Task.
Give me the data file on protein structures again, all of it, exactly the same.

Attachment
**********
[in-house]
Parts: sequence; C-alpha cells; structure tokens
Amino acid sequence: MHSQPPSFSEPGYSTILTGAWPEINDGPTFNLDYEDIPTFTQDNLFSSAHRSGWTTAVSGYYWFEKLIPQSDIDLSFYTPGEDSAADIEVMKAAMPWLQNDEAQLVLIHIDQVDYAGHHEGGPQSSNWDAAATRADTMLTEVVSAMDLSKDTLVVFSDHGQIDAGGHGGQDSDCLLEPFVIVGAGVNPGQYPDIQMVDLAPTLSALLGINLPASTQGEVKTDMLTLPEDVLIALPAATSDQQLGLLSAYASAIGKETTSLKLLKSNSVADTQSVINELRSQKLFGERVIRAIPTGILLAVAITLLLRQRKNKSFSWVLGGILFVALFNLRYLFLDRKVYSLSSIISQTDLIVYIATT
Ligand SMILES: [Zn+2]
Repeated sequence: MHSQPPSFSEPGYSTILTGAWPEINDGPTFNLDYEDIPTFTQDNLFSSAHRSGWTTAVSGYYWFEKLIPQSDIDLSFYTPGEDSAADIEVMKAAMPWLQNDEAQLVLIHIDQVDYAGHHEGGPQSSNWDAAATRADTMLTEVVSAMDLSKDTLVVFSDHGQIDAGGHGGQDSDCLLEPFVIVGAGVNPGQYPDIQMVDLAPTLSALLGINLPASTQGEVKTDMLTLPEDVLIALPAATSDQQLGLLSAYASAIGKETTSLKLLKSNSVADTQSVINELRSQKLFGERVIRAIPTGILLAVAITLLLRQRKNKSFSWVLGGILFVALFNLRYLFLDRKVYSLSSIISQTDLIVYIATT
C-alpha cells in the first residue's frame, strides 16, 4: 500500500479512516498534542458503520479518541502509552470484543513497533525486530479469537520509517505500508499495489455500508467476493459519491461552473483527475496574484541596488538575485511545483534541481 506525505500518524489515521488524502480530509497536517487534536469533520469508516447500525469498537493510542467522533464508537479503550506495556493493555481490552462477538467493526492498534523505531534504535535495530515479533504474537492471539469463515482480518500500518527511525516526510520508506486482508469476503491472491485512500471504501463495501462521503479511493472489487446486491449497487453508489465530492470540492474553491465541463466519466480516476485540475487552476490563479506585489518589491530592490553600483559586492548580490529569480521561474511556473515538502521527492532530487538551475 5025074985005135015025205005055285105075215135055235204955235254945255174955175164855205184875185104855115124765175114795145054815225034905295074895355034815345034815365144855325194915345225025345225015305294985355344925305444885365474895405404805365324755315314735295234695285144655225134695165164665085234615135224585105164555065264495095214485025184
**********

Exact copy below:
[in-house]
Parts: sequence; C-alpha cells; structure tokens
Amino acid sequence: MHSQPPSFSEPGYSTILTGAWPEINDGPTFNLDYEDIPTFTQDNLFSSAHRSGWTTAVSGYYWFEKLIPQSDIDLSFYTPGEDSAADIEVMKAAMPWLQNDEAQLVLIHIDQVDYAGHHEGGPQSSNWDAAATRADTMLTEVVSAMDLSKDTLVVFSDHGQIDAGGHGGQDSDCLLEPFVIVGAGVNPGQYPDIQMVDLAPTLSALLGINLPASTQGEVKTDMLTLPEDVLIALPAATSDQQLGLLSAYASAIGKETTSLKLLKSNSVADTQSVINELRSQKLFGERVIRAIPTGILLAVAITLLLRQRKNKSFSWVLGGILFVALFNLRYLFLDRKVYSLSSIISQTDLIVYIATT
Ligand SMILES: [Zn+2]
Repeated sequence: MHSQPPSFSEPGYSTILTGAWPEINDGPTFNLDYEDIPTFTQDNLFSSAHRSGWTTAVSGYYWFEKLIPQSDIDLSFYTPGEDSAADIEVMKAAMPWLQNDEAQLVLIHIDQVDYAGHHEGGPQSSNWDAAATRADTMLTEVVSAMDLSKDTLVVFSDHGQIDAGGHGGQDSDCLLEPFVIVGAGVNPGQYPDIQMVDLAPTLSALLGINLPASTQGEVKTDMLTLPEDVLIALPAATSDQQLGLLSAYASAIGKETTSLKLLKSNSVADTQSVINELRSQKLFGERVIRAIPTGILLAVAITLLLRQRKNKSFSWVLGGILFVALFNLRYLFLDRKVYSLSSIISQTDLIVYIATT
C-alpha cells in the first residue's frame, strides 16, 4: 500500500479512516498534542458503520479518541502509552470484543513497533525486530479469537520509517505500508499495489455500508467476493459519491461552473483527475496574484541596488538575485511545483534541481 506525505500518524489515521488524502480530509497536517487534536469533520469508516447500525469498537493510542467522533464508537479503550506495556493493555481490552462477538467493526492498534523505531534504535535495530515479533504474537492471539469463515482480518500500518527511525516526510520508506486482508469476503491472491485512500471504501463495501462521503479511493472489487446486491449497487453508489465530492470540492474553491465541463466519466480516476485540475487552476490563479506585489518589491530592490553600483559586492548580490529569480521561474511556473515538502521527492532530487538551475 5025074985005135015025205005055285105075215135055235204955235254945255174955175164855205184875185104855115124765175114795145054815225034905295074895355034815345034815365144855325194915345225025345225015305294985355344925305444885365474895405404805365324755315314735295234695285144655225134695165164665085234615135224585105164555065264495095214485025184